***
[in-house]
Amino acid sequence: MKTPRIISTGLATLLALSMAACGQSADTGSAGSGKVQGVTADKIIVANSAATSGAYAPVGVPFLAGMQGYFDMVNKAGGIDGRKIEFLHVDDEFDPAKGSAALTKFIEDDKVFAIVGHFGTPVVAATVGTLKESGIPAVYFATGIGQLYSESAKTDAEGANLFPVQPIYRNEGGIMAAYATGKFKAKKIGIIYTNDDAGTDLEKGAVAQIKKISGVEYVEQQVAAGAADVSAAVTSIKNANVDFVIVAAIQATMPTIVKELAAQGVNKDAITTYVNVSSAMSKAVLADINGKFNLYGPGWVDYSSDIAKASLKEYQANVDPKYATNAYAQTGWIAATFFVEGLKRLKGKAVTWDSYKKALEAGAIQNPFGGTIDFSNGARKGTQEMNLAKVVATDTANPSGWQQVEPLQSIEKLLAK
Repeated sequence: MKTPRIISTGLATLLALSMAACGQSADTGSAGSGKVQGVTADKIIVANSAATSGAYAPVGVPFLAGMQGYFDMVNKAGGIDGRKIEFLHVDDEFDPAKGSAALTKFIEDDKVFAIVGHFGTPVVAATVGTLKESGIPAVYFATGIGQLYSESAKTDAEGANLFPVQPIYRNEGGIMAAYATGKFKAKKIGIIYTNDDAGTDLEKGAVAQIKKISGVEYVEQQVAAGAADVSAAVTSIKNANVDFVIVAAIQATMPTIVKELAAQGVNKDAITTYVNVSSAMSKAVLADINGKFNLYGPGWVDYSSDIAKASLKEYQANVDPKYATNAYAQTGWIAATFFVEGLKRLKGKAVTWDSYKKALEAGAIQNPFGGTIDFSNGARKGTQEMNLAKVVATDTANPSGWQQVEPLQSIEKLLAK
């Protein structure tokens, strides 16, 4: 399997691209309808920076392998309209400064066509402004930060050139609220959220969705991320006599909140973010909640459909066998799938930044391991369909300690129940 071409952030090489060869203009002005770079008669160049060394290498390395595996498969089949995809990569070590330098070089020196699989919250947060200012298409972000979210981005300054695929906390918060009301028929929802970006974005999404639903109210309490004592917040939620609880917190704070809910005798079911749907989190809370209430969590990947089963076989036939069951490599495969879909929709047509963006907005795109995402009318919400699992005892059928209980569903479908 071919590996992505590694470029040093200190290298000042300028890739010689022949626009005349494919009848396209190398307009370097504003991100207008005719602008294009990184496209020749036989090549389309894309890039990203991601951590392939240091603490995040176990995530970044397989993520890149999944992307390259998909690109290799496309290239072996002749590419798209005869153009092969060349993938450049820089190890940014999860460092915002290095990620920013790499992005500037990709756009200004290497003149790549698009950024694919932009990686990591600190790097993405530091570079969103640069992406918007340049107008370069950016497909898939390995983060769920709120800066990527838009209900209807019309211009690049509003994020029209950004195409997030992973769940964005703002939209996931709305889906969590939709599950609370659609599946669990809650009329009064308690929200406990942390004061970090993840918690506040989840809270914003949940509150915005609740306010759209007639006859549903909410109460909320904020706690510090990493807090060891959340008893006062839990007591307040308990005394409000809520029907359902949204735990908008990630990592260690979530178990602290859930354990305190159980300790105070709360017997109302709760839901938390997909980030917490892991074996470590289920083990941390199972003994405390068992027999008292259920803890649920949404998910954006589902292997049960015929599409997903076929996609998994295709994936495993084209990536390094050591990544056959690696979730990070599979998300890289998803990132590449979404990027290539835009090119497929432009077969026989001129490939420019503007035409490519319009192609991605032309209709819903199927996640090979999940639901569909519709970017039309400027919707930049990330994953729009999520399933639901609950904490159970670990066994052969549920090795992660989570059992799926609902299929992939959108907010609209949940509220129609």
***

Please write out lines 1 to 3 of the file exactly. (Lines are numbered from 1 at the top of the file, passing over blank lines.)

[in-house]
Amino acid sequence: MKTPRIISTGLATLLALSMAACGQSADTGSAGSGKVQGVTADKIIVANSAATSGAYAPVGVPFLAGMQGYFDMVNKAGGIDGRKIEFLHVDDEFDPAKGSAALTKFIEDDKVFAIVGHFGTPVVAATVGTLKESGIPAVYFATGIGQLYSESAKTDAEGANLFPVQPIYRNEGGIMAAYATGKFKAKKIGIIYTNDDAGTDLEKGAVAQIKKISGVEYVEQQVAAGAADVSAAVTSIKNANVDFVIVAAIQATMPTIVKELAAQGVNKDAITTYVNVSSAMSKAVLADINGKFNLYGPGWVDYSSDIAKASLKEYQANVDPKYATNAYAQTGWIAATFFVEGLKRLKGKAVTWDSYKKALEAGAIQNPFGGTIDFSNGARKGTQEMNLAKVVATDTANPSGWQQVEPLQSIEKLLAK
Repeated sequence: MKTPRIISTGLATLLALSMAACGQSADTGSAGSGKVQGVTADKIIVANSAATSGAYAPVGVPFLAGMQGYFDMVNKAGGIDGRKIEFLHVDDEFDPAKGSAALTKFIEDDKVFAIVGHFGTPVVAATVGTLKESGIPAVYFATGIGQLYSESAKTDAEGANLFPVQPIYRNEGGIMAAYATGKFKAKKIGIIYTNDDAGTDLEKGAVAQIKKISGVEYVEQQVAAGAADVSAAVTSIKNANVDFVIVAAIQATMPTIVKELAAQGVNKDAITTYVNVSSAMSKAVLADINGKFNLYGPGWVDYSSDIAKASLKEYQANVDPKYATNAYAQTGWIAATFFVEGLKRLKGKAVTWDSYKKALEAGAIQNPFGGTIDFSNGARKGTQEMNLAKVVATDTANPSGWQQVEPLQSIEKLLAK